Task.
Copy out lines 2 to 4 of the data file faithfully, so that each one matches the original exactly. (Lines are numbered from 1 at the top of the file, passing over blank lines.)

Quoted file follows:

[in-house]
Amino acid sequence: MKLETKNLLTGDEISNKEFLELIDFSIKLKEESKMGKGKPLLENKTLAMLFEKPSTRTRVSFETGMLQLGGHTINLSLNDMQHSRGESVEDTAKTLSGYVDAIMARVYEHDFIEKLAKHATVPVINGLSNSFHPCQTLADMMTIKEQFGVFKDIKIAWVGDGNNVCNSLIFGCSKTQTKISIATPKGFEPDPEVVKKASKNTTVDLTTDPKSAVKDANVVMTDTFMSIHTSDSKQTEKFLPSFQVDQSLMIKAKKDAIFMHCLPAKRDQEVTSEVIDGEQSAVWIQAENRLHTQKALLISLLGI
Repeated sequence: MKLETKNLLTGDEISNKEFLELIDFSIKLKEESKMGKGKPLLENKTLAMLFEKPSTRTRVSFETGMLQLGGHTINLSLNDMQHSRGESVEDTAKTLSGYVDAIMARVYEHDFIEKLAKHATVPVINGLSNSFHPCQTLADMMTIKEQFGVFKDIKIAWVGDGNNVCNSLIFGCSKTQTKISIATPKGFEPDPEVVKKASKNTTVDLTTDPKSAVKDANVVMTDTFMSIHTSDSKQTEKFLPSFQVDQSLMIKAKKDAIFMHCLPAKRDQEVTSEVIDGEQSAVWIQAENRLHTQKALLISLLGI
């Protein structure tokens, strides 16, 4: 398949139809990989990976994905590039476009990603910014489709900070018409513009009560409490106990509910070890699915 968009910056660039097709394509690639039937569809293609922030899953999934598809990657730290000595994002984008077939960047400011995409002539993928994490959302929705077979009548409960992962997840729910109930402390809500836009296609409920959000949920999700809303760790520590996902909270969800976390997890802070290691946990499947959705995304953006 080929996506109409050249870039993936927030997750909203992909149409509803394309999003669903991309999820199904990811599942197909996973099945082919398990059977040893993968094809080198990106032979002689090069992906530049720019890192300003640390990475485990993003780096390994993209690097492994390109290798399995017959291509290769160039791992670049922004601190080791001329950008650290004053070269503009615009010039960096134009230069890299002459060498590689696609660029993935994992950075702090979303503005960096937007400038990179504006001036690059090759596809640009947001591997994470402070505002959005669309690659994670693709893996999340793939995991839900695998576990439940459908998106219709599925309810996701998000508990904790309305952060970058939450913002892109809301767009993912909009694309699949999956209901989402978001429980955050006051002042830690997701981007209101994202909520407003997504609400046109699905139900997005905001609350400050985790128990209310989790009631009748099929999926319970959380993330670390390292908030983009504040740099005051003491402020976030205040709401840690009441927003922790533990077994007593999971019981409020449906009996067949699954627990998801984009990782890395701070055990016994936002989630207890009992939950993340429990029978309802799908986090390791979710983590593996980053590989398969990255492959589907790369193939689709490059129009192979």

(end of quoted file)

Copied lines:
Amino acid sequence: MKLETKNLLTGDEISNKEFLELIDFSIKLKEESKMGKGKPLLENKTLAMLFEKPSTRTRVSFETGMLQLGGHTINLSLNDMQHSRGESVEDTAKTLSGYVDAIMARVYEHDFIEKLAKHATVPVINGLSNSFHPCQTLADMMTIKEQFGVFKDIKIAWVGDGNNVCNSLIFGCSKTQTKISIATPKGFEPDPEVVKKASKNTTVDLTTDPKSAVKDANVVMTDTFMSIHTSDSKQTEKFLPSFQVDQSLMIKAKKDAIFMHCLPAKRDQEVTSEVIDGEQSAVWIQAENRLHTQKALLISLLGI
Repeated sequence: MKLETKNLLTGDEISNKEFLELIDFSIKLKEESKMGKGKPLLENKTLAMLFEKPSTRTRVSFETGMLQLGGHTINLSLNDMQHSRGESVEDTAKTLSGYVDAIMARVYEHDFIEKLAKHATVPVINGLSNSFHPCQTLADMMTIKEQFGVFKDIKIAWVGDGNNVCNSLIFGCSKTQTKISIATPKGFEPDPEVVKKASKNTTVDLTTDPKSAVKDANVVMTDTFMSIHTSDSKQTEKFLPSFQVDQSLMIKAKKDAIFMHCLPAKRDQEVTSEVIDGEQSAVWIQAENRLHTQKALLISLLGI
């Protein structure tokens, strides 16, 4: 398949139809990989990976994905590039476009990603910014489709900070018409513009009560409490106990509910070890699915 968009910056660039097709394509690639039937569809293609922030899953999934598809990657730290000595994002984008077939960047400011995409002539993928994490959302929705077979009548409960992962997840729910109930402390809500836009296609409920959000949920999700809303760790520590996902909270969800976390997890802070290691946990499947959705995304953006 080929996506109409050249870039993936927030997750909203992909149409509803394309999003669903991309999820199904990811599942197909996973099945082919398990059977040893993968094809080198990106032979002689090069992906530049720019890192300003640390990475485990993003780096390994993209690097492994390109290798399995017959291509290769160039791992670049922004601190080791001329950008650290004053070269503009615009010039960096134009230069890299002459060498590689696609660029993935994992950075702090979303503005960096937007400038990179504006001036690059090759596809640009947001591997994470402070505002959005669309690659994670693709893996999340793939995991839900695998576990439940459908998106219709599925309810996701998000508990904790309305952060970058939450913002892109809301767009993912909009694309699949999956209901989402978001429980955050006051002042830690997701981007209101994202909520407003997504609400046109699905139900997005905001609350400050985790128990209310989790009631009748099929999926319970959380993330670390390292908030983009504040740099005051003491402020976030205040709401840690009441927003922790533990077994007593999971019981409020449906009996067949699954627990998801984009990782890395701070055990016994936002989630207890009992939950993340429990029978309802799908986090390791979710983590593996980053590989398969990255492959589907790369193939689709490059129009192979």